How did you feel about their progression into the later material? Any favorite songs from the catalog? Favorite release?

The later material was good, though the LP is my least favorite Turning Point release. Don't get me wrong, there are some quality cuts on the full-length, such as Turn It Around, but perhaps I was too stung from the band leaving the label to ever really appreciate it until much later in life and so I prefer the material pre and post LP to any other.

I would, as one might suspect, pick the 7˛ as my favorite release. I am biased of course, but I think this is the apex of Turning Point at that point of their career-the 'youth crew' phase. The compilation material towards the end of their career would be the apex of their 'post hardcore' career.

My fave songs are Over The Line (I always got amped for this song and pitted it up every single time, reunion show included), Insecurity (recorded just after the 7" but prior to LP, for me this song is a moment in time-everyone involved is on this recording in some way and that just makes this cut even better for me).

Broken, I really dig from the later years. This song is perhaps the best combo of the hardcore and post-core TP. This song finds the band finding their sound again. Slap bass!

Behind This Wall is pretty smooth too.

Steve with Turning Point at Kennett Square, PA. Darren mid-mosh with the construction gloves, Photo courtesy of: TP

Stand out show memories?

Kennett Square, PA 7" picture show. This show was amazing. Turning Point had agreed to do the record and we were meeting them to see them play and to take the photos for the 7" (the ones you see on the 1st pressing fold outs and back cover). It was an amazing show and it was local to me, so many of my friends were out (in fact, the back cover photo is still enough of a representation of my group of friends that it hangs in my dining room as a testament to the power of friendship-yes, I am wearing construction gloves). The band was great, the vibe was incredible and we got these amazing shots for the record out of it as well.

CBGB's to Trenton City Gardens in one day. Distance wise it is probably no more than 75 miles, but that day it took hours. Turning Point played a matinee at CBGB's and we had to haul ass to get out of the city during a parade which had shut down the city. As we sat in traffic waiting to get through the tunnel and talking about how amazing it was that Turning Point had just played CB's, we were also talking about how the band would now be blowing their chance to finally play City Gardens. Somehow luck was on the band's side and we arrived at City Gardens just in time for Turning Point to walk on stage and rock the place.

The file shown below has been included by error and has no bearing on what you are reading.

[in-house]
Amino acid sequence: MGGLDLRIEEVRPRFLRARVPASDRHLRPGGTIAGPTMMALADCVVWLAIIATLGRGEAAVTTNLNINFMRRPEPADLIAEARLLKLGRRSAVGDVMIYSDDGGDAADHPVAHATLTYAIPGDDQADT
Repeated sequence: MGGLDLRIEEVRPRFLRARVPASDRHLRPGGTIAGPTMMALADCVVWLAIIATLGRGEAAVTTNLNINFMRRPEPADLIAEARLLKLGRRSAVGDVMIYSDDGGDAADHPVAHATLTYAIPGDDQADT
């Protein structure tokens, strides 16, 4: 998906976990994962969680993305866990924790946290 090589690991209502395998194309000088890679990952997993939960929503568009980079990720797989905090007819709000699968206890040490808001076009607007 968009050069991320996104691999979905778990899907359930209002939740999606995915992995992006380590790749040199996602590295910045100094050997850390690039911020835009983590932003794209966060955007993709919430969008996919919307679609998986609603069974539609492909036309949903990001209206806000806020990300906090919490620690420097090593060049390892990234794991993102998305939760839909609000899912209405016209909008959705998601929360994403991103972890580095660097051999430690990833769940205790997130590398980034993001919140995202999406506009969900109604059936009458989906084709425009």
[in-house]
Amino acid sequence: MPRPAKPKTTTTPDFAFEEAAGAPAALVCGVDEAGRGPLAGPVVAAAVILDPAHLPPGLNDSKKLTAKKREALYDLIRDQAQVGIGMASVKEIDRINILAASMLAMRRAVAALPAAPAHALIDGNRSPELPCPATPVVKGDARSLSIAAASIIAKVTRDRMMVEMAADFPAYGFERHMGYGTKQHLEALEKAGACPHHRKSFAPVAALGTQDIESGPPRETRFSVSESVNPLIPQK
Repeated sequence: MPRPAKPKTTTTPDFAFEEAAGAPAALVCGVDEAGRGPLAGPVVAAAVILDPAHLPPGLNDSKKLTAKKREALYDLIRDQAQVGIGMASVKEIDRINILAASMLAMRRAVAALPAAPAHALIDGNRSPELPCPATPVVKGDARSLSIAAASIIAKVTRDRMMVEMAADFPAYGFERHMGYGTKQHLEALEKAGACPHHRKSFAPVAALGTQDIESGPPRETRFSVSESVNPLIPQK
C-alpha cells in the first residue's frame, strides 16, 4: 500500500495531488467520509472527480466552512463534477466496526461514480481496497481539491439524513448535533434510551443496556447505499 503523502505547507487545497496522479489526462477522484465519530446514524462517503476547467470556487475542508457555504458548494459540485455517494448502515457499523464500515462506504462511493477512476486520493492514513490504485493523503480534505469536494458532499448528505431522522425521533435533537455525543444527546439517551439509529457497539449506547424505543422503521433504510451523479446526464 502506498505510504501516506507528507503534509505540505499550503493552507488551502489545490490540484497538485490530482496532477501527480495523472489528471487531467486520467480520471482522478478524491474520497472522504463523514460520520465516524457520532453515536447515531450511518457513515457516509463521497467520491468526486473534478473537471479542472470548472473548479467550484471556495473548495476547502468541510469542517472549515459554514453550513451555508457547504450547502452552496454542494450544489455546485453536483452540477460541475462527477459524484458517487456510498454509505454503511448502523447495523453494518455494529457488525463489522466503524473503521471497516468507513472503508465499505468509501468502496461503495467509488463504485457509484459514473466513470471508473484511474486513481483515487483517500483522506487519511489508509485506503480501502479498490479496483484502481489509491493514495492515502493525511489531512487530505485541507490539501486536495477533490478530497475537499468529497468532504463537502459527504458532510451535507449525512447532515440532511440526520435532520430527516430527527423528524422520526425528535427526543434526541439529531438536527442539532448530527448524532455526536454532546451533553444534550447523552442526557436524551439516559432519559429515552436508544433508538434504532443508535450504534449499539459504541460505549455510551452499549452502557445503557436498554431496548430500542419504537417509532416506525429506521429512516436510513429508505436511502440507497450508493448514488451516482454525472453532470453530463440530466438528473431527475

Not a Turning Point show, but I recall all of us going to see Youth of Today in Allentown, Pa or someplace like that and Skip announced an upcoming Turning Point show at the place across town and Ray yelled at him and said that it wasn't cool to do that. Whatever.

Thoughts on reunion show?

I was happy to see it. It was a strange time for hardcore. Kurt Cobain had just died and I don't think that the show carried the relevance that it would have had had it been held just a few years later when hardcore really had a resurgence, especially a few short years later. If there could be one today, I would like to think that the band would we be a major draw and that the show would make the show in 1994 pale in comparison.

Happy with the discography?

Extremely happy with it. It was a dream to do it. For me, it tied up everything about my music career to that point. My behind-the-scenes career started with Turning Point and had it not been for that record, I may have never gotten off of my ass and finally started a label. Had I not done Hi-Impact, I may have never done Jade Tree and ended up where I am today. When I look back and I can pin point the beginnings of my career with the release of that brilliant 7", that's a special feeling. So wrapping that part of my life up with the discography was important.

Turning Point discography cover shot, Photo courtesy of: TP